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In this section, you can find out about the different ways of casting your vote. In the UK, there are three different ways you can vote.
Most people vote in person at a polling station. However, if you are not able to go to the polling station in person on election day, you can apply to vote by post or by proxy (where someone votes on your behalf).
How you vote is up to you - however, to vote you must first be registered on the Voter (Electoral) Register. To register, please visit Register to vote for more information.
Voting in person
Most people in the UK choose to cast their vote in person at a local polling station. Voting at a polling station is very straightforward. There will always be a member of staff available to help if you're not sure what to do.
If you are on the electoral register, you will receive a poll card before the election telling you where and when to vote. The polling station is often a school or local hall near where you live.
The poll card is for your information only - you do not need to take it to the polling station in order to vote.
How voting in person works
- On election day, go to your local polling station. Polling stations are open between 7am and 10pm. If you need assistance getting to the polling station, contact your electoral registration office on 01642 526196 to find out if they can help. You can also ask to have a companion with you when you vote, or staff in the polling station may be able to help you.
- Tell the staff inside the polling station your name and address so they can check that you are on the electoral register. You can show them your poll card, but you do not need it to vote.
- The staff at the polling station will give you a ballot paper listing the parties and candidates you can vote for. You may be given more than one ballot paper if there is more than one election on the same day. If you have a visual impairment, you can ask for a special voting device that allows you to vote on your own in secret.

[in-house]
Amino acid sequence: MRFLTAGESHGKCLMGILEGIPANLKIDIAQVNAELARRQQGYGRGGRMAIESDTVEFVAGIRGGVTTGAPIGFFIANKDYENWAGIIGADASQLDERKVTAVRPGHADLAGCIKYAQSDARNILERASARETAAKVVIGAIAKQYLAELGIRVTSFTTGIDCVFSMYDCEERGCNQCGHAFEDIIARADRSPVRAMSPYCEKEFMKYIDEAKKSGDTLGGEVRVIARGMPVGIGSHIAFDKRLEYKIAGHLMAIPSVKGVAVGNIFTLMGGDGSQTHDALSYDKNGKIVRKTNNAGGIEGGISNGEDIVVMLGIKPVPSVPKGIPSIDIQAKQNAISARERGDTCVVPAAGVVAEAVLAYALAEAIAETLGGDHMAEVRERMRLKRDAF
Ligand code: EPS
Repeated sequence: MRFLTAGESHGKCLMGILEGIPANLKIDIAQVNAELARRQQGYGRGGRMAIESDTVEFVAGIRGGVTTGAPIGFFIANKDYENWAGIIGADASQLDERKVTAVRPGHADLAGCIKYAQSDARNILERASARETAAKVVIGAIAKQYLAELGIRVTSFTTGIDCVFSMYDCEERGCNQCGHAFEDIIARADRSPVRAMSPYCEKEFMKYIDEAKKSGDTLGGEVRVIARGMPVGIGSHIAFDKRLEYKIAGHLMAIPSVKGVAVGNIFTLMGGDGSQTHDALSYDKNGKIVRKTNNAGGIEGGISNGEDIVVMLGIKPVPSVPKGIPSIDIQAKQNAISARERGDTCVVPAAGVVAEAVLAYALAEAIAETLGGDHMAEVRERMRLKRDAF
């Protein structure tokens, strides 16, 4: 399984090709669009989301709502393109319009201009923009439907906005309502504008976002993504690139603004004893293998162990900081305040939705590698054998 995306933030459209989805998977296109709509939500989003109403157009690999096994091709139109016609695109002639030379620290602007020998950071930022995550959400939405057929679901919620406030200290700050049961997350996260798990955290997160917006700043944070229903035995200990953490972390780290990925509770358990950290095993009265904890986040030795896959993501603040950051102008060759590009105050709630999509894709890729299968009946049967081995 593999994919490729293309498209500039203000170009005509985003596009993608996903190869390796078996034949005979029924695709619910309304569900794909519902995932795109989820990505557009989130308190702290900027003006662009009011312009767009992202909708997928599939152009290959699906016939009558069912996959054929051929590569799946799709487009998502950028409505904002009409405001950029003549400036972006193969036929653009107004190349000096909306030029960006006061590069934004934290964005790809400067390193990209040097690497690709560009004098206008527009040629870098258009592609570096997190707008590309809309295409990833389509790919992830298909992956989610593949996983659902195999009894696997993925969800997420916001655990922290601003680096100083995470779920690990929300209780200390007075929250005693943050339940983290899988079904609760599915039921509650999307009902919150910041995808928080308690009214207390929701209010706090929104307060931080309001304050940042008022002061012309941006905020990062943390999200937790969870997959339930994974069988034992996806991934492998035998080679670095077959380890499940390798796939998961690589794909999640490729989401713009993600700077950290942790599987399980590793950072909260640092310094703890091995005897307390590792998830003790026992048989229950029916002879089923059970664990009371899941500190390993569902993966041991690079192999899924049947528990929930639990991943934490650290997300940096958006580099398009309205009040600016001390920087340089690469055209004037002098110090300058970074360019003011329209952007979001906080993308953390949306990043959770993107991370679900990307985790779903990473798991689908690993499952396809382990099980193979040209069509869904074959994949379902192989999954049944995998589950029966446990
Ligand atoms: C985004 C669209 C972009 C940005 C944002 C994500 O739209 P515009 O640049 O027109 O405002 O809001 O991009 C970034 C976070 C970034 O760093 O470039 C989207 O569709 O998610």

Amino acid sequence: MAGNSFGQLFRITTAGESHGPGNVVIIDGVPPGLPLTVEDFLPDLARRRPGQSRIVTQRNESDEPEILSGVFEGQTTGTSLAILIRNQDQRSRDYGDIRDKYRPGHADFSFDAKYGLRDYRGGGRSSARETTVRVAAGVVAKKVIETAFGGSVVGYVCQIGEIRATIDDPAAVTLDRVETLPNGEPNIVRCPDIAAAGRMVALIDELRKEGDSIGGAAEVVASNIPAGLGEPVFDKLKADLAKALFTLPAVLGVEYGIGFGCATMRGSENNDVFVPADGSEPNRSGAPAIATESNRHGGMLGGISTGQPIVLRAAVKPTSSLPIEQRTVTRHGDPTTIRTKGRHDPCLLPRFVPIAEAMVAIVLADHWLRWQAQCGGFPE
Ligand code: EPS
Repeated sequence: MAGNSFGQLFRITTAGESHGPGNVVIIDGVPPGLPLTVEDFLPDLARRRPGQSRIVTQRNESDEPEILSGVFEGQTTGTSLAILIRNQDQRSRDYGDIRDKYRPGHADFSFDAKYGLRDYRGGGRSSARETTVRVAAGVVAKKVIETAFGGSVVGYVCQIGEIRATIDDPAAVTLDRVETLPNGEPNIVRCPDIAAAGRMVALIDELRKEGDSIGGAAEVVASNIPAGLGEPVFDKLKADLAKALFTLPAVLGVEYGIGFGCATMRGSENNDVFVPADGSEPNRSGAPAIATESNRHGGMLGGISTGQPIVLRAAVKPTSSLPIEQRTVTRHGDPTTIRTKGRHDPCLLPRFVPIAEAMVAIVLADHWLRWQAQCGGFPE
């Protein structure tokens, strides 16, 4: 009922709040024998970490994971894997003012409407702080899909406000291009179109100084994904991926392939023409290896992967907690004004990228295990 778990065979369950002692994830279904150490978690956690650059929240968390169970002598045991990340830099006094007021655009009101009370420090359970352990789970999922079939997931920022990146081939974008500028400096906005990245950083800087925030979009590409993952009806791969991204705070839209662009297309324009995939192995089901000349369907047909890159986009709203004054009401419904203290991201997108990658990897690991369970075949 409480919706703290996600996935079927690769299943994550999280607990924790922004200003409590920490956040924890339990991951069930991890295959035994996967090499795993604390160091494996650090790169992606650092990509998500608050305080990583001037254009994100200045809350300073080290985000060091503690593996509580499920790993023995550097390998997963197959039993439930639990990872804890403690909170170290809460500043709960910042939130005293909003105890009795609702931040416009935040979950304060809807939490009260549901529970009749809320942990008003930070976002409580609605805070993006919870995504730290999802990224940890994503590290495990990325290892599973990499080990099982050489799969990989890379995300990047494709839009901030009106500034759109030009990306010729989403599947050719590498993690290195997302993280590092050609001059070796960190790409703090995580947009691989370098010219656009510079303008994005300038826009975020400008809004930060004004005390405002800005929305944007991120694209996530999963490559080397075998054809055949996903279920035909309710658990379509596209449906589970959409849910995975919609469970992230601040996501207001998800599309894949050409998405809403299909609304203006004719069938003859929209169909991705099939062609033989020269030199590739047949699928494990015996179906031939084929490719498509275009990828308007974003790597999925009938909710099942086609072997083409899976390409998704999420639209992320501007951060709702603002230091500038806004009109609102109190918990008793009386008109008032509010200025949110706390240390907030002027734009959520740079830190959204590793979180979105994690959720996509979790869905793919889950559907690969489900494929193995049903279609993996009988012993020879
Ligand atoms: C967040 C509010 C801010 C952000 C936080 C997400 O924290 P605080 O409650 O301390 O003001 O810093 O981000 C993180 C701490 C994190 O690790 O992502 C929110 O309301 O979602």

- Take your ballot paper into a polling booth so that no one can see how you vote. Read the ballot paper carefully, it will tell you how to cast your vote.
- Do not write anything else on the paper or your vote may not be counted.
- Finally, when you have marked your vote, fold the ballot paper in half and put it in the ballot box. Do not let anyone see your vote. If you are not clear on what to do, ask the staff at the polling station to help you.
Put your postcode in the system below to find out which elections you can vote in and where to vote.
Voting by post
Voting by post is an easy and convenient way of voting if you are unable to get to the polling station.
For further information, you should contact Electoral Services on 01642 526196.
Once you are registered you need to fill in a postal vote application form and send it to your local electoral registration office:
Democratic Services (Electoral Registration),
Why do I need to sign my form?
You need to sign your application form personally because the electoral registration office needs a copy of your signature for voting security reasons. We know it's slightly less convenient than submitting it online, but it helps to ensure the security of your vote and is used to tackle electoral fraud.
Who can apply for a postal vote?
Anyone who is individually registered can apply for a postal vote. You do not need a reason to vote by post.
Where can I get my postal vote sent?